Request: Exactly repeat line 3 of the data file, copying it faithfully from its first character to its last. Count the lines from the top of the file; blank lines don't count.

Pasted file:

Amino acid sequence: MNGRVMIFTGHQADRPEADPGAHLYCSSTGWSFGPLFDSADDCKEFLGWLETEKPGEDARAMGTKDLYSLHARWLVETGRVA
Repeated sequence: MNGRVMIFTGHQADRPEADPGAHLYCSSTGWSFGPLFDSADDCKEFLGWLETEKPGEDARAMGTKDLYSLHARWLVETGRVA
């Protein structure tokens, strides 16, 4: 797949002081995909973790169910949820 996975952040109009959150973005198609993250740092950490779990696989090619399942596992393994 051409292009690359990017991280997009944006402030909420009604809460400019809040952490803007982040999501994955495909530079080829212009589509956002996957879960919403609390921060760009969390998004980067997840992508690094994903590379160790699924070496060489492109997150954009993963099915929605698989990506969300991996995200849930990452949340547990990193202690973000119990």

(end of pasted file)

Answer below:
């Protein structure tokens, strides 16, 4: 797949002081995909973790169910949820 996975952040109009959150973005198609993250740092950490779990696989090619399942596992393994 051409292009690359990017991280997009944006402030909420009604809460400019809040952490803007982040999501994955495909530079080829212009589509956002996957879960919403609390921060760009969390998004980067997840992508690094994903590379160790699924070496060489492109997150954009993963099915929605698989990506969300991996995200849930990452949340547990990193202690973000119990």